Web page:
Cloud services are very popular today. One can rent platforms, software, or applications from companies like Amazon, Google, Microsoft, or Sales-force. But, whenever we rent their services, we trust these companies with our confidential data, ranging from benign personal email messages and pictures to highly sensitive financial data or medical records. There is some risk in trusting the cloud providers with sensitive data. A curious administrator may peek inside the data for amusement or for financial profit; a hacker may break into the cloud server and steal the entire data. So far, cloud service companies have been spared a major disaster and their users still trust them with data, but these companies are only one headline story away from a trust crisis. Currently, the only means for cloud companies to earn our trust is to have very strict internal policies for managing and restricting access to users' data, and to use conventional system security to resist hackers and external adversaries.
Why not encrypt the data stored in cloud services? Once encrypted with the user's key, the data is safe from the curious administrator because he does not have the decryption key. Similarly, if a malicious attacker breaks into the system, he still does not have the decryption key. All data in the cloud system, persistent or transient, is encrypted, and the system never receives the secret key. Only after the data is returned to the user can it be decrypted by the user with her secret key. This sounds like an ideal solution for ensuring the confidentiality of data in the cloud. The problem is that without decryption keys, the cloud provider cannot perform general computations on the encrypted data. Thus, if the data is encrypted and the cloud service provider does not have the key, the service it can provide is very limited.
The following paper by Popa, Redfield, Zeldovich, and Balakrishnan describes a system that allows encrypted data to be processed without the decryption keys. Their solution is to have the data accessed only through a database system, and to use some specialized encryption techniques that perform limited computations directly on the ciphertext. The standard database query language SQL is strictly more limited than general-purpose languages like Java. Although it is impossible to execute a general Java program on encrypted data, computing over encrypted data is possible if the language is some fragment of SQL. The idea of a database-as-a-service emerged more than 10 years ago,2 long before the cloud, and the possibility of processing data without the decryption key was suggested then. But implementing it turned out to be challenging.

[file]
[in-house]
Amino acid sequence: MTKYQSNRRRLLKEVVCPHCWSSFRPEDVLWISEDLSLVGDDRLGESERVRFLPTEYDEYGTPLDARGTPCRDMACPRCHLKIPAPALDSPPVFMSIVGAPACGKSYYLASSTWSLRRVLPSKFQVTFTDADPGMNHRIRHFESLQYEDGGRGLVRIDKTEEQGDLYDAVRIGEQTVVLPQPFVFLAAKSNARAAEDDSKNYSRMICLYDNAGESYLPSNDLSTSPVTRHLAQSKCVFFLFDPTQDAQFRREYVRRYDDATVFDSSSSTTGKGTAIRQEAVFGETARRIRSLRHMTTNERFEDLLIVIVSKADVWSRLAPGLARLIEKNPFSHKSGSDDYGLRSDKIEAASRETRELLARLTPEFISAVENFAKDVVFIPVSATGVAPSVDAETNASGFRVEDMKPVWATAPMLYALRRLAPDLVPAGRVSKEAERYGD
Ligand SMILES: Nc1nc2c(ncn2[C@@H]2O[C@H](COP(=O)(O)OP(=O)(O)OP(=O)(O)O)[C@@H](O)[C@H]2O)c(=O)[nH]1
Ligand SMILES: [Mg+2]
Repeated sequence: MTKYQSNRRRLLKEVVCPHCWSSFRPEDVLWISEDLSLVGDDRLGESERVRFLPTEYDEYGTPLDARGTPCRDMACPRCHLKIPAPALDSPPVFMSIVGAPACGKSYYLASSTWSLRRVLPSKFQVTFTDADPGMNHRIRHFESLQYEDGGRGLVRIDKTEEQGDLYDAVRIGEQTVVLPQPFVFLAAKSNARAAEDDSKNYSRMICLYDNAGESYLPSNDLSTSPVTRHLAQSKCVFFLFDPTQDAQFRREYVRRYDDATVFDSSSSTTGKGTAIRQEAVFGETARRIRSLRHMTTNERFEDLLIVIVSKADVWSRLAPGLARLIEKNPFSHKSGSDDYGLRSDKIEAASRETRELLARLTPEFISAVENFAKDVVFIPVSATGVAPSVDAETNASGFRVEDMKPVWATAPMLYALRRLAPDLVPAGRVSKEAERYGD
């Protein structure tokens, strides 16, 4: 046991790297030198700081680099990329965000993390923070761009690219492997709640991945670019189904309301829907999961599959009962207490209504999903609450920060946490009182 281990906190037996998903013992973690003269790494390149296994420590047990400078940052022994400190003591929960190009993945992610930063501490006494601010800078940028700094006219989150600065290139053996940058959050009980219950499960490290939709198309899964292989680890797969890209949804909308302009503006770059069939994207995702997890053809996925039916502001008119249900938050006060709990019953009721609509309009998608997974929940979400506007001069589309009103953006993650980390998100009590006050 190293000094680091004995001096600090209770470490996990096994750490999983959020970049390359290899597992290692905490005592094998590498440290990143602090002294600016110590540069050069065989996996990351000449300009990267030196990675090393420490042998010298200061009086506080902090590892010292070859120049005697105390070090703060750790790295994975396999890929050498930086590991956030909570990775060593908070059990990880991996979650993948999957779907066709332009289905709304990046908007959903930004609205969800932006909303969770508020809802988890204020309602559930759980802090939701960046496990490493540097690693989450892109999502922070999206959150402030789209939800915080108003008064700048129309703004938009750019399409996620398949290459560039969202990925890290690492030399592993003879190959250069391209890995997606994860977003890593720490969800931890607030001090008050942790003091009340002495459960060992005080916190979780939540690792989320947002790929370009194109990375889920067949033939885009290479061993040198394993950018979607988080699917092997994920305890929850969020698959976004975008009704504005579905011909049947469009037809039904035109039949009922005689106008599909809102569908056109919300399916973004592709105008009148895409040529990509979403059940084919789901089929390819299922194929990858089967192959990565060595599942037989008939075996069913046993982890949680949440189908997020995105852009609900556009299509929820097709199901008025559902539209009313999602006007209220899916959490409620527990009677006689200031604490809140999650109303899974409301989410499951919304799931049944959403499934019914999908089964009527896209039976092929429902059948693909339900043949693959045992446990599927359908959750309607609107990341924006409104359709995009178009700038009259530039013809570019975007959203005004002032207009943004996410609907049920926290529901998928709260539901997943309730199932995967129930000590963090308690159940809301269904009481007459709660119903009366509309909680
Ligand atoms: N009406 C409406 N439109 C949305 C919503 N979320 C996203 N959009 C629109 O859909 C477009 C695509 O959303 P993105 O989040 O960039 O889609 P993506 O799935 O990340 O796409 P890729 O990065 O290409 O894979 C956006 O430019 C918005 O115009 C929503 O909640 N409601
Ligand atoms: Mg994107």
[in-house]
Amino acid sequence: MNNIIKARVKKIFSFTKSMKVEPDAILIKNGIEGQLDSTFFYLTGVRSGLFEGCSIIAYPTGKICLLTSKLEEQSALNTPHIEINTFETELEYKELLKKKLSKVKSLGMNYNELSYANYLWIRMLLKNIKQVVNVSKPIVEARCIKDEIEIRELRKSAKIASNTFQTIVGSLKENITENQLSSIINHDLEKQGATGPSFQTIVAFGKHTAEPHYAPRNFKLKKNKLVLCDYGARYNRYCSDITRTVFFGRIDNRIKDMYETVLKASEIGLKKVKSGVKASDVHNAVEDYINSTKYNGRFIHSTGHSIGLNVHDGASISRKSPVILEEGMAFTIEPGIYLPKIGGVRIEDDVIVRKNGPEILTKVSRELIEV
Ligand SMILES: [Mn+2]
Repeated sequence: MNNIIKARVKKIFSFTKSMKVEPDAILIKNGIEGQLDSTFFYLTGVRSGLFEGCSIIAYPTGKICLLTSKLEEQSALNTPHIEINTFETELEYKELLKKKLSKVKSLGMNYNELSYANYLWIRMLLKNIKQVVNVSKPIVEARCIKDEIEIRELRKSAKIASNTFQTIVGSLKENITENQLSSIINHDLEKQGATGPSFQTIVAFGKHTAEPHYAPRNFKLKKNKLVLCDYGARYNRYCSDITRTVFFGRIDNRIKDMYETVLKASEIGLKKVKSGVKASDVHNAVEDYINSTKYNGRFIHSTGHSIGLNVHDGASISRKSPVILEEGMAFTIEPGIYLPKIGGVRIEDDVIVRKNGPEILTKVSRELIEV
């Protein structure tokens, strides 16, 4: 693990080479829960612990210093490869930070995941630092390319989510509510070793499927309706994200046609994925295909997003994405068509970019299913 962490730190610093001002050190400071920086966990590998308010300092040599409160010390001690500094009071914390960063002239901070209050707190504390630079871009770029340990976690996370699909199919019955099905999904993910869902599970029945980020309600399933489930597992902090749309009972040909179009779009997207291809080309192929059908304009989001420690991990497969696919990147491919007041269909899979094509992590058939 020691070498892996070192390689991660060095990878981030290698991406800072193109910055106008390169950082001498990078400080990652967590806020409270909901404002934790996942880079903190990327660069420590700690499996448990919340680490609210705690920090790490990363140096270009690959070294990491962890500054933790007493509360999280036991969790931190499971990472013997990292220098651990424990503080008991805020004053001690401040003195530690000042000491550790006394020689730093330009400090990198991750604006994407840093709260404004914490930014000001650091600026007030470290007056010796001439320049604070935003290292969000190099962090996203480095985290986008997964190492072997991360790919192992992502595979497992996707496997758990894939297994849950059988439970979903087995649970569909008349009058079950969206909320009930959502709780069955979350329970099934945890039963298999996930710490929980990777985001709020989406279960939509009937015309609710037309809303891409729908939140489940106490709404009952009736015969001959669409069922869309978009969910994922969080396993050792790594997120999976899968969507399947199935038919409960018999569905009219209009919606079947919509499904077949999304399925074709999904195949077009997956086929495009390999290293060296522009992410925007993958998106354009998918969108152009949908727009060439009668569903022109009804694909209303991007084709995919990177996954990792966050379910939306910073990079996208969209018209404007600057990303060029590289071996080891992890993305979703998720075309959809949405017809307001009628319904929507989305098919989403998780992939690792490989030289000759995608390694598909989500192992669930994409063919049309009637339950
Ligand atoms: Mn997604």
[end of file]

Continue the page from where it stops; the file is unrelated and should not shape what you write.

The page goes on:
Commercial database systems like DB2, Oracle, and SQL Server allow the database to be encrypted, but either require the application to be rewritten, or require the database server to have access to the encryption key.1 In the first case, the encryption is done at the cell level, and the user must modify the database schema to change the type of every encrypted attribute to binary, and must manually encrypt/decrypt each value. Performance degrades because the database system can no longer use indexes on the encrypted columns. In the second case, the encryption is done at the physical storage level, where data is immediately decrypted when read from disk; the application and most of the database engine remain unchanged, but now the database system needs the key in order to encrypt/decrypt pages. For many years, the quest to provide transparent and efficient processing of encrypted data has remained elusive. The CryptDB system described in the following paper is the first that demonstrates how this goal can be achieved.
Consider a simple strawman example of a table with an attribute
city; the data is encrypted at the cell level, so every city is encrypted with the user's key. In order to select all records where
city = 'Seattle' one does not need to decrypt all values of the city attribute, instead it suffices to encrypt the constant
'Seattle', and modify (automatically) the SQL query to test for equality with the ciphertext. Thus, the database can answer the query on the encrypted data without the key. This may sound simple, but it is actually challenging. Strong encryptions are randomized, such that different occurrences of the same value have different ciphertexts. If our application filters on city, then for this attribute the system must choose a deterministic encryption, which is slightly weaker than a randomized encryption, but allows us to test for equality. To complicate matters, if we perform other operations on an attribute, for example, inequality predicates, or addition, then the system must use some other specialized encryption method that commutes with that operation. How can the system automatically choose the right encryption method for each attribute? CryptDB has an ingenious solution based on onions of encryption, where it dynamically selects the right encryption for each attribute. The solution is both elegant and quite efficient, as the authors demonstrate on five different applications. Curious? Read their paper.
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